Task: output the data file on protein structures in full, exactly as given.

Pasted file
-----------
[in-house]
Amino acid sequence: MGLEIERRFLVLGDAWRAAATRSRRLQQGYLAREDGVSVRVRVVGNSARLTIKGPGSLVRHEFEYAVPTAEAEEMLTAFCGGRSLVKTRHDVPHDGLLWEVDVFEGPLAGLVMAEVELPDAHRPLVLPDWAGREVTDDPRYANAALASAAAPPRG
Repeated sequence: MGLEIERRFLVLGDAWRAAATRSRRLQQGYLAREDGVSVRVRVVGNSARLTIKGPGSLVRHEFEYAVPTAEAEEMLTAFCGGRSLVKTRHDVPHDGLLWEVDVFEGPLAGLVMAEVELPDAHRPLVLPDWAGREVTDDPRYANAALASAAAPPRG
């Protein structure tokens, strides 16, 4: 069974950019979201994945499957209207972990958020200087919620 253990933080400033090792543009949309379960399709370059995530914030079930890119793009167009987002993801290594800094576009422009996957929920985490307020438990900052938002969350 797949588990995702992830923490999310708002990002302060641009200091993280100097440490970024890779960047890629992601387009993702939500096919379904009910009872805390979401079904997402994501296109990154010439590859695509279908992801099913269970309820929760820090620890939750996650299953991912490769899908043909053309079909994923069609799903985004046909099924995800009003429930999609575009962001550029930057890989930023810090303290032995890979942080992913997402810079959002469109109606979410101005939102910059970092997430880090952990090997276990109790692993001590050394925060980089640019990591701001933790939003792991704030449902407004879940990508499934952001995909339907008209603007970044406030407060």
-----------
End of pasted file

[in-house]
Amino acid sequence: MGLEIERRFLVLGDAWRAAATRSRRLQQGYLAREDGVSVRVRVVGNSARLTIKGPGSLVRHEFEYAVPTAEAEEMLTAFCGGRSLVKTRHDVPHDGLLWEVDVFEGPLAGLVMAEVELPDAHRPLVLPDWAGREVTDDPRYANAALASAAAPPRG
Repeated sequence: MGLEIERRFLVLGDAWRAAATRSRRLQQGYLAREDGVSVRVRVVGNSARLTIKGPGSLVRHEFEYAVPTAEAEEMLTAFCGGRSLVKTRHDVPHDGLLWEVDVFEGPLAGLVMAEVELPDAHRPLVLPDWAGREVTDDPRYANAALASAAAPPRG
């Protein structure tokens, strides 16, 4: 069974950019979201994945499957209207972990958020200087919620 253990933080400033090792543009949309379960399709370059995530914030079930890119793009167009987002993801290594800094576009422009996957929920985490307020438990900052938002969350 797949588990995702992830923490999310708002990002302060641009200091993280100097440490970024890779960047890629992601387009993702939500096919379904009910009872805390979401079904997402994501296109990154010439590859695509279908992801099913269970309820929760820090620890939750996650299953991912490769899908043909053309079909994923069609799903985004046909099924995800009003429930999609575009962001550029930057890989930023810090303290032995890979942080992913997402810079959002469109109606979410101005939102910059970092997430880090952990090997276990109790692993001590050394925060980089640019990591701001933790939003792991704030449902407004879940990508499934952001995909339907008209603007970044406030407060």